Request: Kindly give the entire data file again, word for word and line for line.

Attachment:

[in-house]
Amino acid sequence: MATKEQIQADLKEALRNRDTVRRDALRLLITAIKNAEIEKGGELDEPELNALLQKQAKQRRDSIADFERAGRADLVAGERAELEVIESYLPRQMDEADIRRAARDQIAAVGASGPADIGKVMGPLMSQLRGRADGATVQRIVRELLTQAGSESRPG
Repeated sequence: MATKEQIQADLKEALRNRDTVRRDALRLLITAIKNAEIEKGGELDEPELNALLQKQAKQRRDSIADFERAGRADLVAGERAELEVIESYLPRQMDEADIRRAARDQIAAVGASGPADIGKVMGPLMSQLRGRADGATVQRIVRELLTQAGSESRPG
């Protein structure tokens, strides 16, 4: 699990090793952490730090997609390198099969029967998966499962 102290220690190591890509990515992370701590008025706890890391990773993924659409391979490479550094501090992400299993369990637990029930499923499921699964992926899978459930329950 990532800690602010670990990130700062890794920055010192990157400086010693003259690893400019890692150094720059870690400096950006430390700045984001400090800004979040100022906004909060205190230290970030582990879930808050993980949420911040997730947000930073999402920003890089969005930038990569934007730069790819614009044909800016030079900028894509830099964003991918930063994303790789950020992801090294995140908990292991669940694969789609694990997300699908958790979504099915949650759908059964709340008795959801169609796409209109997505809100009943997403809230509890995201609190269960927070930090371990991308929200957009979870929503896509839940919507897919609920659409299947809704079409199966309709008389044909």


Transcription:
[in-house]
Amino acid sequence: MATKEQIQADLKEALRNRDTVRRDALRLLITAIKNAEIEKGGELDEPELNALLQKQAKQRRDSIADFERAGRADLVAGERAELEVIESYLPRQMDEADIRRAARDQIAAVGASGPADIGKVMGPLMSQLRGRADGATVQRIVRELLTQAGSESRPG
Repeated sequence: MATKEQIQADLKEALRNRDTVRRDALRLLITAIKNAEIEKGGELDEPELNALLQKQAKQRRDSIADFERAGRADLVAGERAELEVIESYLPRQMDEADIRRAARDQIAAVGASGPADIGKVMGPLMSQLRGRADGATVQRIVRELLTQAGSESRPG
């Protein structure tokens, strides 16, 4: 699990090793952490730090997609390198099969029967998966499962 102290220690190591890509990515992370701590008025706890890391990773993924659409391979490479550094501090992400299993369990637990029930499923499921699964992926899978459930329950 990532800690602010670990990130700062890794920055010192990157400086010693003259690893400019890692150094720059870690400096950006430390700045984001400090800004979040100022906004909060205190230290970030582990879930808050993980949420911040997730947000930073999402920003890089969005930038990569934007730069790819614009044909800016030079900028894509830099964003991918930063994303790789950020992801090294995140908990292991669940694969789609694990997300699908958790979504099915949650759908059964709340008795959801169609796409209109997505809100009943997403809230509890995201609190269960927070930090371990991308929200957009979870929503896509839940919507897919609920659409299947809704079409199966309709008389044909």